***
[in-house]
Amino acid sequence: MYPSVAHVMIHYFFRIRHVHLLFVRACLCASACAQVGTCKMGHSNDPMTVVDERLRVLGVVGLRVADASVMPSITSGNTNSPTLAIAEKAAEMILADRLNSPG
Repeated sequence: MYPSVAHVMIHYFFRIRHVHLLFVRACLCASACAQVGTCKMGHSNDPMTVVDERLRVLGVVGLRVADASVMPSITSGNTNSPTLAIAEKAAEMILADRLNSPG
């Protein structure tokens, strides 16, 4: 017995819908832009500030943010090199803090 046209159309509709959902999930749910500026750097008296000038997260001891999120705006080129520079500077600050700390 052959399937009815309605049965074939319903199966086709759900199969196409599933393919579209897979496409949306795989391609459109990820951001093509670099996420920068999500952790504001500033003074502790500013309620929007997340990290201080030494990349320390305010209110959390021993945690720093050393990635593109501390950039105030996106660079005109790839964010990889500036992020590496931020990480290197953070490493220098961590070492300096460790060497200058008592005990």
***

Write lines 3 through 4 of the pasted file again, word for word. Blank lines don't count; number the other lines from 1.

Repeated sequence: MYPSVAHVMIHYFFRIRHVHLLFVRACLCASACAQVGTCKMGHSNDPMTVVDERLRVLGVVGLRVADASVMPSITSGNTNSPTLAIAEKAAEMILADRLNSPG
């Protein structure tokens, strides 16, 4: 017995819908832009500030943010090199803090 046209159309509709959902999930749910500026750097008296000038997260001891999120705006080129520079500077600050700390 052959399937009815309605049965074939319903199966086709759900199969196409599933393919579209897979496409949306795989391609459109990820951001093509670099996420920068999500952790504001500033003074502790500013309620929007997340990290201080030494990349320390305010209110959390021993945690720093050393990635593109501390950039105030996106660079005109790839964010990889500036992020590496931020990480290197953070490493220098961590070492300096460790060497200058008592005990």